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The march in New York City was by far the largest of the 2,808 People’s Climate rallies that took place today in 166 countries from around the world. From the crowded streets of New Delhi to Melbourne to Johannesburg, hundreds of thousands of people took part in the weekend’s global events.
“This is the most important day yet in the history of the climate movement—around the world and across New York people have said ‘enough is enough—we demand serious action now,'” said Bill McKibben co-founder of 350.org.
“In a few days, more than 100 heads of state and government leaders from around the world, including President Obama, will convene in New York City for a United Nations summit on climate change,” said Sen. Bernie Sanders (D-VT). “They will discuss the planetary crisis of global warming and the dramatic steps we must take to reduce carbon emissions and leave a habitable planet for our kids and our grandchildren. Looking toward the summit, the People’s Climate March on Sunday will be the largest climate action in history. Environmental organization, unions, faith groups, social justice groups, schools, businesses, government leaders and grassroots organizers will all send a message that world leaders need to hear at the United Nations on Tuesday and that the Congress needs to hear when it returns to Washington, D.C. in November. I am proud to participate in this urgent, historic event.”
Sen. Sheldon Whitehouse (D-RI) shared his insights on this historic day. “The thousands of Americans converging on New York City today will help to send a clear message: it is time to wake up and act on climate change. It’s time to tell the special interests that continue to deny the science and mislead the public to step aside, and make way for progress. I am proud to be lending my feet and my voice to this effort, and I thank all Americans who will be making the trip.”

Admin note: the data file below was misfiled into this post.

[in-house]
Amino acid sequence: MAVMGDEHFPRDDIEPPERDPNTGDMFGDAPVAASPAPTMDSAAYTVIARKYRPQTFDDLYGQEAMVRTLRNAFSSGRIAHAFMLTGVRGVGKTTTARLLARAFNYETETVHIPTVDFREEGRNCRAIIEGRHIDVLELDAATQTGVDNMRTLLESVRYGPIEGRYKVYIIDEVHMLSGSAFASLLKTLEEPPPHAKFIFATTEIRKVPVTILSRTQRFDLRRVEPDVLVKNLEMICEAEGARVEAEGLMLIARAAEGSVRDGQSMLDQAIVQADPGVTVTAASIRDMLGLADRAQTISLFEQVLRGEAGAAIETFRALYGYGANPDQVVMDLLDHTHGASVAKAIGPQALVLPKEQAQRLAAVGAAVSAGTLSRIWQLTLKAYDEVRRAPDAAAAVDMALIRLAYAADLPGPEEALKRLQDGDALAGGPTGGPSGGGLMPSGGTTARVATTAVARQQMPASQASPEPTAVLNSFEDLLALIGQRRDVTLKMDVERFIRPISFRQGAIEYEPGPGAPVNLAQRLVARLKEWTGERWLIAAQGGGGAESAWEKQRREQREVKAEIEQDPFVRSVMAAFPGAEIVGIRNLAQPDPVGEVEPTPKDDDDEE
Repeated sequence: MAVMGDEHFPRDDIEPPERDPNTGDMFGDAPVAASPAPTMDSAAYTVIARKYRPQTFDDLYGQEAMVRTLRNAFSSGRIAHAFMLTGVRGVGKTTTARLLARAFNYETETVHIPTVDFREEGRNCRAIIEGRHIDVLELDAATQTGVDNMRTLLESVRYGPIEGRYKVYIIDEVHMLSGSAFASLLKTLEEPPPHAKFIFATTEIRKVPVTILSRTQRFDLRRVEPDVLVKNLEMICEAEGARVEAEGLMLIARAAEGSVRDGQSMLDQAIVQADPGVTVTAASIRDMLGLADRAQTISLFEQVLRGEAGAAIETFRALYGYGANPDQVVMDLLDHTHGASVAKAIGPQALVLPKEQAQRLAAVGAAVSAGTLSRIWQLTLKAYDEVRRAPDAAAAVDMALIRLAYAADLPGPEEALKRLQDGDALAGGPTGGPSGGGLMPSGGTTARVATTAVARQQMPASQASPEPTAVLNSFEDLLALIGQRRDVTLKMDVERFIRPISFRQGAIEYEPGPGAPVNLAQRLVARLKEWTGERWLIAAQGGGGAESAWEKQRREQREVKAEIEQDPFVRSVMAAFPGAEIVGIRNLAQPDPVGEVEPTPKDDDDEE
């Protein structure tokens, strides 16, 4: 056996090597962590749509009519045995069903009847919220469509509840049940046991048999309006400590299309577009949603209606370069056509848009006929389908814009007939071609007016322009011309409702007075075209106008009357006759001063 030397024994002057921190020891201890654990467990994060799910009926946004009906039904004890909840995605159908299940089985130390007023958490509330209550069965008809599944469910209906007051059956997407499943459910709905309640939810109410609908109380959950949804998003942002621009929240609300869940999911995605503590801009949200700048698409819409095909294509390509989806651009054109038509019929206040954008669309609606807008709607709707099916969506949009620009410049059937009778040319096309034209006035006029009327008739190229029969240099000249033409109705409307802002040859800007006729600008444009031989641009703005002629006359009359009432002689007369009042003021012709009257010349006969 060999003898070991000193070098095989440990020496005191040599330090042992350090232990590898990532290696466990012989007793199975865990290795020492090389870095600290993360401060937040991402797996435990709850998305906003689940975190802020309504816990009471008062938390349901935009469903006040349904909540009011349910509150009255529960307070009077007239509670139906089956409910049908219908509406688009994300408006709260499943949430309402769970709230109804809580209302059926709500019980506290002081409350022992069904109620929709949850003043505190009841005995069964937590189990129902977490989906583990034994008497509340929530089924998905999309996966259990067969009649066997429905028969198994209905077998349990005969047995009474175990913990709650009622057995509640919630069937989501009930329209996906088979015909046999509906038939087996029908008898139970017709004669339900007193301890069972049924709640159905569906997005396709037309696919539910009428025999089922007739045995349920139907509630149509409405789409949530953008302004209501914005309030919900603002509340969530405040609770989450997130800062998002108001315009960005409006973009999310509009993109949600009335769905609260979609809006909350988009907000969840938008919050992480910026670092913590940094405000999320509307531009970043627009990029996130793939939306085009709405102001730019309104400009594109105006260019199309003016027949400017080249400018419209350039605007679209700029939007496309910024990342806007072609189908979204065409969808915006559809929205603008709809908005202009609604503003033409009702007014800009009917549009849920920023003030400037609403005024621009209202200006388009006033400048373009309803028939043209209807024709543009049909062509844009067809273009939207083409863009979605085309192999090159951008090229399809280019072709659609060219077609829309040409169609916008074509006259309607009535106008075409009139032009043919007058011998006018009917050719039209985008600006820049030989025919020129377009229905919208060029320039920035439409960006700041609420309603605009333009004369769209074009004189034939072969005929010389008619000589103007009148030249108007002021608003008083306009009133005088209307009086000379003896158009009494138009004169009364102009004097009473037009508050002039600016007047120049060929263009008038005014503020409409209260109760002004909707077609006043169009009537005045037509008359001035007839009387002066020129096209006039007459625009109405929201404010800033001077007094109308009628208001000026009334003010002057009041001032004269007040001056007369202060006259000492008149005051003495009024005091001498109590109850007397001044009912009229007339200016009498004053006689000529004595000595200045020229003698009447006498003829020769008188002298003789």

At sunrise in Manhattan, indigenous leaders hosted a ceremony to offer prayers for the land, water, air and the protection of frontline peoples across the globe. The march began at 11:30 a.m. at Columbus Circle. At 1 p.m., after a moment of silence to honor those impacted by climate change and the fossil fuel industry, the march “Sounded the Climate Alarm” with drums, trumpets, vuvuzelas and more than 20 marching bands. Churches across the city rang their bells and Jewish temples blew their shofars, as part of this global chorus calling for climate action.
“I marched today on behalf of my two children and the clean and safe world I want them to inherit, and the 226 Waterkeeper organizations around the world who are on the front lines of climate change,” said Marc Yaggi, executive director of the Waterkeeper Alliance. As we’ve seen, the climate crisis is really a water crisis. Waterkeepers urge the world leaders meeting here in New York this coming week to finally stop talking about climate change and take the action necessary to protect our collective future. The whole world is watching.”